All Downhill From Here: A Second-Trimester Training Log

Well, today is officially the last day of my second trimester.  I'm constantly surprising myself with the running (and not-running) I'm able to do.  First of all, some numbers and stats!

As of today, I have run 482 miles while pregnant.  

For 11 out of 27 weeks of pregnancy, I have managed to do a "long run" of at least 8 miles.

During the second trimester, I averaged 24.1 miles per week.   

During the second trimester, I've also spent a little over 14 hours on the bike trainer or a stationary bicycle.

I actually won a time trial challenge at my gym's Wednesday trainer ride, as part of an all female team.  I was shocked, because I've never been able to generate much power on a bike.

Thanks to Strava, I know that over the last four weeks, I have averaged 24.8 miles per weeks, usually over five runs.  Typically, I run five days a week, ride a bike trainer or do a spinning class once a week, weight train once a week, and take Sundays completely off.

I'm feeling good.  To me, this is the most important part.  Each phase of pregnancy has come with its obstacles, but I feel like I've been able to deal with them as they arise.  I was so dizzy and exhausted during the first trimester, so I stuck to the treadmill or shorter runs close to home.  I'm not going to lie...I had to force myself to complete workouts and a lot of them were horrible, mind-numbing, or extremely difficult.  Around the time I got my energy back, I started having bladder pressure and pain.  At 18 weeks, I started wearing a support belt and that helped things immensely.  I have dealt with some groin and hip pain that I attribute to weakness (seems to be helped by MYRTL and my old injury prevention routine) and lose joints (seems to be helped by the support belt).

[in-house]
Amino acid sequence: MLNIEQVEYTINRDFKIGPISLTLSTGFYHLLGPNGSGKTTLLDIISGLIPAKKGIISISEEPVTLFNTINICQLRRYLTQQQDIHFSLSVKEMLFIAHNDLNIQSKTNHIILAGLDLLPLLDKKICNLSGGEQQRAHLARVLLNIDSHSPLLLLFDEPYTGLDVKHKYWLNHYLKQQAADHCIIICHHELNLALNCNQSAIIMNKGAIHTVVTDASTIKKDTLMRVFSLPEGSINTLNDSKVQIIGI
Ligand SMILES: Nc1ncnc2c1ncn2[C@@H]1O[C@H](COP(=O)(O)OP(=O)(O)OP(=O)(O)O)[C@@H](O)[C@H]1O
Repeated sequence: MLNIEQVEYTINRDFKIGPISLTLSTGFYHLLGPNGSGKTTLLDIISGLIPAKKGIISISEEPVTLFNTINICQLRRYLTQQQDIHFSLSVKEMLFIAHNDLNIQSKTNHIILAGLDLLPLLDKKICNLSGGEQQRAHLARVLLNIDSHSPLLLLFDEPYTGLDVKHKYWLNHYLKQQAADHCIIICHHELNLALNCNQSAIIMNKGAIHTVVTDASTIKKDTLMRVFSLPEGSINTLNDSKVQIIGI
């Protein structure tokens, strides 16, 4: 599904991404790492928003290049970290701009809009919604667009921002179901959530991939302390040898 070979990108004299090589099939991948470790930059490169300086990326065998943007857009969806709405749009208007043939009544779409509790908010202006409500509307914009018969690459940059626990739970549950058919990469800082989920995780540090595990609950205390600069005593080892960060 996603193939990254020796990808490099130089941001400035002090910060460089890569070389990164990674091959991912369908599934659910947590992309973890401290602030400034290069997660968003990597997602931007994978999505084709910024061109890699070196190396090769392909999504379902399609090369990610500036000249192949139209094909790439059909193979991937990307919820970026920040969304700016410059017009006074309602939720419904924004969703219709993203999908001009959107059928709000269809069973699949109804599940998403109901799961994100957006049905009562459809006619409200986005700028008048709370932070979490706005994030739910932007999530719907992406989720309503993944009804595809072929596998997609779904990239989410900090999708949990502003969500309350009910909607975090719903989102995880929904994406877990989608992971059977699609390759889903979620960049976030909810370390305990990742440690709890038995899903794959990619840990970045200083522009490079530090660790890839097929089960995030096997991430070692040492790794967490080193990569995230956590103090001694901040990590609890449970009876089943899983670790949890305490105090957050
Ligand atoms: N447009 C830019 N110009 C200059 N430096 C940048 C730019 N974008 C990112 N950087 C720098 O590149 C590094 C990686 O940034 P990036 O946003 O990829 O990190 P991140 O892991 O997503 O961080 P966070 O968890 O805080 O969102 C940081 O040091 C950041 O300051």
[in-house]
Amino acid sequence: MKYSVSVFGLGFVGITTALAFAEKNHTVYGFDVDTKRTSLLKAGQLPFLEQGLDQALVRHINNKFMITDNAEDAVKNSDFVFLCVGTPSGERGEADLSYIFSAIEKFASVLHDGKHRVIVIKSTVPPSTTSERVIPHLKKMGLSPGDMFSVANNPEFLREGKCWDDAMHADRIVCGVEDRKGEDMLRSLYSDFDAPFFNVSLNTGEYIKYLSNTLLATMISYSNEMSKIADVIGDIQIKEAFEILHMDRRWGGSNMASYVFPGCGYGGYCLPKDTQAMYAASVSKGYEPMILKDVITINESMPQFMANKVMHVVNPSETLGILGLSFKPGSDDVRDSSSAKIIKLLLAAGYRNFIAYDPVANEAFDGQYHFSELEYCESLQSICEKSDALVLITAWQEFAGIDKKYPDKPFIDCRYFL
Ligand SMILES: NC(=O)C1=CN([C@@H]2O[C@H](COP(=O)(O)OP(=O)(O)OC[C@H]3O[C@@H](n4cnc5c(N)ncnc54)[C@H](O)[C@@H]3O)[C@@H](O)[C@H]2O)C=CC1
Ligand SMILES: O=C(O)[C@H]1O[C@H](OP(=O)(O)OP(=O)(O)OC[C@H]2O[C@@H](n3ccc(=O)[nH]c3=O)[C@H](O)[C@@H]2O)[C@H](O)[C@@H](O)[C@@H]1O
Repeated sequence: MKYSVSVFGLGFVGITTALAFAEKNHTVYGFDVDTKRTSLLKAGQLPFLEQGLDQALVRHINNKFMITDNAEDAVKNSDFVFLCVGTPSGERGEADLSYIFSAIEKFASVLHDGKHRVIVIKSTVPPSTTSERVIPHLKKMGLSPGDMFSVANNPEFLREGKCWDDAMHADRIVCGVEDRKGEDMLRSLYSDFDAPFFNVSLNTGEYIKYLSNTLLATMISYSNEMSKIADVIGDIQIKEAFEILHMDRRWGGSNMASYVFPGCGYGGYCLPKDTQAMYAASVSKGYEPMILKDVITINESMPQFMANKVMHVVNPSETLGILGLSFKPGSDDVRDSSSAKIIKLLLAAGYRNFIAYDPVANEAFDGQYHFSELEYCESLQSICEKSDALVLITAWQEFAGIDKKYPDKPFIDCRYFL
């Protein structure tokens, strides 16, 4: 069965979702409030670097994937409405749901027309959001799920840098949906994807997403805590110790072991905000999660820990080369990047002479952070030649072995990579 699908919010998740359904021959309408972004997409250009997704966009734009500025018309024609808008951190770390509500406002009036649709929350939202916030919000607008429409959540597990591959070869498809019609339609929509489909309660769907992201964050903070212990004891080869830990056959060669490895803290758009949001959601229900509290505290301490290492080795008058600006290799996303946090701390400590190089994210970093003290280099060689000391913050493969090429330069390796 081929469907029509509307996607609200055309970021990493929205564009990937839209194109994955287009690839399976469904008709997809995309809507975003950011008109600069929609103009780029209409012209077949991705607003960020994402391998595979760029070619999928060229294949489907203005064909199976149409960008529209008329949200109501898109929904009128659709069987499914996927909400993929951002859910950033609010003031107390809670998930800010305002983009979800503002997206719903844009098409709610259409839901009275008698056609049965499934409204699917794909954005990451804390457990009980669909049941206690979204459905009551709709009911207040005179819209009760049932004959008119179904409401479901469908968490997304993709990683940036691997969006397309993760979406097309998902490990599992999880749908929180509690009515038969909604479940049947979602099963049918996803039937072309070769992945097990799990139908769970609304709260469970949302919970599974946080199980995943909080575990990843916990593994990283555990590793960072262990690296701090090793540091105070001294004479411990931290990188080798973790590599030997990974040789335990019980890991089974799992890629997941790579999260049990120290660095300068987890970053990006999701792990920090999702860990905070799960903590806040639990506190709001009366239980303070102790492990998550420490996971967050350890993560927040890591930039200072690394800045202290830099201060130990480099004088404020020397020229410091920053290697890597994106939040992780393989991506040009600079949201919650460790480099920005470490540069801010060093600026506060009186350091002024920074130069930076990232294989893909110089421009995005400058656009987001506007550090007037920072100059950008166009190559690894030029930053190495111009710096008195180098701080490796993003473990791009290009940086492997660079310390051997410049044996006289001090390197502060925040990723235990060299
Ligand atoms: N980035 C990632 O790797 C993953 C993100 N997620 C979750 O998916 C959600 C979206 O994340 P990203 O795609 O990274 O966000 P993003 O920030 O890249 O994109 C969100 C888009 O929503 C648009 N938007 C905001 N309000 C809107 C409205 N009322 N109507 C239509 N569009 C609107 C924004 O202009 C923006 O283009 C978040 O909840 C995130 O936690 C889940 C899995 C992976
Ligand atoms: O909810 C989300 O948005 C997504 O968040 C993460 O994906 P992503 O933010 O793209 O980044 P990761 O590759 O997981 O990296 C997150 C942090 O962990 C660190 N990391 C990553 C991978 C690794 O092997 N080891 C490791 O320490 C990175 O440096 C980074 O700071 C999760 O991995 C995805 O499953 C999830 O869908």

Although my weight gain has been modest (about 15 pounds up from the day I got pregnant, and 18 pounds up from "racing weight"), I definitely feel heavier.  Unfortunately, this is something that gets worse every day and has no real "solution" other than getting stronger.  I notice the added weight more on some days than others.  Overall, I am inclined to say the weight isn't really affecting my speed very much.  I've always heard people talking about losing weight to go faster, but maybe it doesn't matter as much as we think?  I probably wouldn't have trouble training at my current weight, but I do worry about the increased risk of injury.  I had some rare runner's knee (patellofemoral) pain a few weeks back, and it definitely gave me pause.

My heart rate continues to be a total burden.  Pregnancy makes it high, erratic, sensitive to weather conditions, and totally unpredictable.  My doctor wants me to average 160 for most running workouts, and to avoid numbers above 170 for more than a few minutes at a time.  It probably goes without saying, but I haven't done any speed work during pregnancy.  I haven't even done threshold runs, hill repeats, or anything that would tend to get me anaerobic.  When I see numbers above 170, I take a small walk break (leaving the watch running), and try to adjust my route to avoid hills, sun, wind exposure, etc.  This has been humbling.  However, slower paces have allowed me to meet an entirely new set of running partners, and enjoy some of the later social events.

That said, I can't wait for that first speed work session after I am cleared to run again in the fall.

On that topic, I am starting to feel anxious about the birth and my recovery.  I think this is normal?  My first labor and delivery were a dream come, tolerable, not traumatic in any way, and relatively easy to recover from.  I hope things go that way again.  I could write a lengthy standalone post about my specific anxieties, but this isn't (always) a pregnancy blog.  Hahaha at least I'm trying!

I'll just conclude things by saying that I've already picked some races for 2018...nothing too early or ambitious.  Stay tuned for that.  Hopefully I'll have a few more updates for you guys before there are baby pictures to share ;)

Have a great week.